Abortion is a controversial legal subject that's rarely ever spoken or written about without a reference to Roe v. Wade. This is the famous Supreme Court case that not only changed the way abortion is dealt with in the United States, but has also fueled discussions and has shed more light on the protection of human life, women's privacy rights, and constitutional issues regarding state and federal laws on each of these matters. Read on to learn more about the case and how it affects the reproductive rights of women.
Jane Roe was a pseudonym for Norma McCorvey, an unmarried pregnant Texas woman who sought an abortion, but was denied under Texas law. Roe (with the help of attorneys) filed a federal lawsuit seeking to have the Texas law thrown out as unconstitutional. She argued that a law prohibiting her from obtaining an abortion violated her constitutional right to privacy. The United States Supreme Court (voting 7-2) agreed with Roe that the law criminalizing abortion violated her right to privacy. However, the Court also held that states do have an interest in ensuring the safety and well-being of pregnant women, as well as the potential of human life.
Acknowledging that the rights of pregnant women may conflict with the rights of the state to protect potential human life, the Court defined the rights of each party by dividing pregnancy into three 12-week trimesters:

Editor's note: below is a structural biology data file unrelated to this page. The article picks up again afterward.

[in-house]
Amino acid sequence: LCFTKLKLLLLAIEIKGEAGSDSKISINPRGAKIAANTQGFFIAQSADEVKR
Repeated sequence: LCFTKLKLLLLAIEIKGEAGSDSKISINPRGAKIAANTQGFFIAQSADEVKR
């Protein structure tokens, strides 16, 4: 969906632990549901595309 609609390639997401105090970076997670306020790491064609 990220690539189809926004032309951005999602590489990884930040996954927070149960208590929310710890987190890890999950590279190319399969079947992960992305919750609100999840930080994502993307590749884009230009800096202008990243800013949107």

During a pregnant woman's first trimester, the Court held, a state cannot regulate abortion beyond requiring that the procedure be performed by a licensed doctor in medically safe conditions.
During the second trimester, the Court held, a state may regulate abortion if the regulations are reasonably related to the health of the pregnant woman.
During the third trimester of pregnancy, the state's interest in protecting the potential human life outweighs the woman's right to privacy. As a result, the state may prohibit abortions unless abortion is necessary to save the life or health of the mother.
The Court further held that a fetus is not a person protected by the Constitution.
After Roe v. Wade
Since the Court's decision in Roe v. Wade, judicial interpretation of the constitution is that abortion is legal. However, after Roe, many abortion opponents have been pushing for stricter abortion laws. The opponents haven't been able to ban abortions outright, but have brought about certain exceptions that place limitations on abortions. For example, in Gonzales v. Carhart, a 2007 case, the U.S. Supreme Court upheld a nationwide ban on partial birth abortion, a form of late term abortion. A number of states have also placed restrictions on abortions in certain circumstances, including parental notification requirements, mandatory disclosure of abortion risk information, and restrictions on late-term abortions.
Each state may have different restrictions on a woman's right to have an abortion. So it's important to check your state's abortion laws for more specific information.
For more information on the history of abortion, abortion laws, and frequently asked questions, visit Findlaw's Abortion section.